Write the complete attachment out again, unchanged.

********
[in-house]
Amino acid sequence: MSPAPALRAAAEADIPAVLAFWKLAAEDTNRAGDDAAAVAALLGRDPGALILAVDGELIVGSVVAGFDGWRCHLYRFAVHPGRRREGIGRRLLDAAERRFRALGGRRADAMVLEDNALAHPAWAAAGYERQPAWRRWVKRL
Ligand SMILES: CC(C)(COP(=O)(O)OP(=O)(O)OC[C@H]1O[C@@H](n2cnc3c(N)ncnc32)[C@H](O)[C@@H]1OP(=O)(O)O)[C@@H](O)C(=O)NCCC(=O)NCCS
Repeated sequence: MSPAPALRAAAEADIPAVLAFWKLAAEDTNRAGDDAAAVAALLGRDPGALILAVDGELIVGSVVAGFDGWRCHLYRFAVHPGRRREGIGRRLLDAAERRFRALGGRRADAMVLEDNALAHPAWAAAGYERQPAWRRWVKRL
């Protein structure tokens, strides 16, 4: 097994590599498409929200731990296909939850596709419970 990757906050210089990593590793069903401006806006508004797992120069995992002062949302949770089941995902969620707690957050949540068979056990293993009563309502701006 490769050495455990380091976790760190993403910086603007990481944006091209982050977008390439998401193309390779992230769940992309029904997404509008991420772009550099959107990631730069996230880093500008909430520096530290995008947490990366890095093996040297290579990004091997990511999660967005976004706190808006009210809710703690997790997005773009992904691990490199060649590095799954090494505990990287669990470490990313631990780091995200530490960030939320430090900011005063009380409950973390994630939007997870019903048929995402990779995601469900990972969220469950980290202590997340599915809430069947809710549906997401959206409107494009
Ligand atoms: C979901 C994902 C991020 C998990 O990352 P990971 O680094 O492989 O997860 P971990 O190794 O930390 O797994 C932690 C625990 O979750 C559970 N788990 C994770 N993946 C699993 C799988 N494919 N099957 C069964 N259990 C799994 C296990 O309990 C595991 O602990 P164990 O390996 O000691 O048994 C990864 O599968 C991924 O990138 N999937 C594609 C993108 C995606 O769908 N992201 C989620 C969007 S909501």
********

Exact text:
[in-house]
Amino acid sequence: MSPAPALRAAAEADIPAVLAFWKLAAEDTNRAGDDAAAVAALLGRDPGALILAVDGELIVGSVVAGFDGWRCHLYRFAVHPGRRREGIGRRLLDAAERRFRALGGRRADAMVLEDNALAHPAWAAAGYERQPAWRRWVKRL
Ligand SMILES: CC(C)(COP(=O)(O)OP(=O)(O)OC[C@H]1O[C@@H](n2cnc3c(N)ncnc32)[C@H](O)[C@@H]1OP(=O)(O)O)[C@@H](O)C(=O)NCCC(=O)NCCS
Repeated sequence: MSPAPALRAAAEADIPAVLAFWKLAAEDTNRAGDDAAAVAALLGRDPGALILAVDGELIVGSVVAGFDGWRCHLYRFAVHPGRRREGIGRRLLDAAERRFRALGGRRADAMVLEDNALAHPAWAAAGYERQPAWRRWVKRL
């Protein structure tokens, strides 16, 4: 097994590599498409929200731990296909939850596709419970 990757906050210089990593590793069903401006806006508004797992120069995992002062949302949770089941995902969620707690957050949540068979056990293993009563309502701006 490769050495455990380091976790760190993403910086603007990481944006091209982050977008390439998401193309390779992230769940992309029904997404509008991420772009550099959107990631730069996230880093500008909430520096530290995008947490990366890095093996040297290579990004091997990511999660967005976004706190808006009210809710703690997790997005773009992904691990490199060649590095799954090494505990990287669990470490990313631990780091995200530490960030939320430090900011005063009380409950973390994630939007997870019903048929995402990779995601469900990972969220469950980290202590997340599915809430069947809710549906997401959206409107494009
Ligand atoms: C979901 C994902 C991020 C998990 O990352 P990971 O680094 O492989 O997860 P971990 O190794 O930390 O797994 C932690 C625990 O979750 C559970 N788990 C994770 N993946 C699993 C799988 N494919 N099957 C069964 N259990 C799994 C296990 O309990 C595991 O602990 P164990 O390996 O000691 O048994 C990864 O599968 C991924 O990138 N999937 C594609 C993108 C995606 O769908 N992201 C989620 C969007 S909501």